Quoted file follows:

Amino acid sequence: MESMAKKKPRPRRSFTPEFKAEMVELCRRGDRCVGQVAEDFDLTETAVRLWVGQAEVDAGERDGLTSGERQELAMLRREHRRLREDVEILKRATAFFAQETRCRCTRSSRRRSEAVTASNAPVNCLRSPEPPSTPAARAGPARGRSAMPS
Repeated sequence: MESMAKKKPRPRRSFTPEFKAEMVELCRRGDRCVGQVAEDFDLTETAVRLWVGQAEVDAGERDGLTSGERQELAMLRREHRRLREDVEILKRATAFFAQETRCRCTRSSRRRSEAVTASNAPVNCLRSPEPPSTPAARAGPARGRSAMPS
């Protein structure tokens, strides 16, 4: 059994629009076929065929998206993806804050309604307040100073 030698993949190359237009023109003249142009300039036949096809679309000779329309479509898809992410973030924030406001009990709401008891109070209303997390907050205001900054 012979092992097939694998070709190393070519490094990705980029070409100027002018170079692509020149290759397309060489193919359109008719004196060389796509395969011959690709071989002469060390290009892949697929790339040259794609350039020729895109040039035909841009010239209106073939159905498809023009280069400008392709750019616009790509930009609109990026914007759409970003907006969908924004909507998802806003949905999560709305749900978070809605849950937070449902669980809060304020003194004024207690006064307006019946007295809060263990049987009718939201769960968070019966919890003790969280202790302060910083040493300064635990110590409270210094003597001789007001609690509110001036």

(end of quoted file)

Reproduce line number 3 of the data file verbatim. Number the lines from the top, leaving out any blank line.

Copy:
């Protein structure tokens, strides 16, 4: 059994629009076929065929998206993806804050309604307040100073 030698993949190359237009023109003249142009300039036949096809679309000779329309479509898809992410973030924030406001009990709401008891109070209303997390907050205001900054 012979092992097939694998070709190393070519490094990705980029070409100027002018170079692509020149290759397309060489193919359109008719004196060389796509395969011959690709071989002469060390290009892949697929790339040259794609350039020729895109040039035909841009010239209106073939159905498809023009280069400008392709750019616009790509930009609109990026914007759409970003907006969908924004909507998802806003949905999560709305749900978070809605849950937070449902669980809060304020003194004024207690006064307006019946007295809060263990049987009718939201769960968070019966919890003790969280202790302060910083040493300064635990110590409270210094003597001789007001609690509110001036």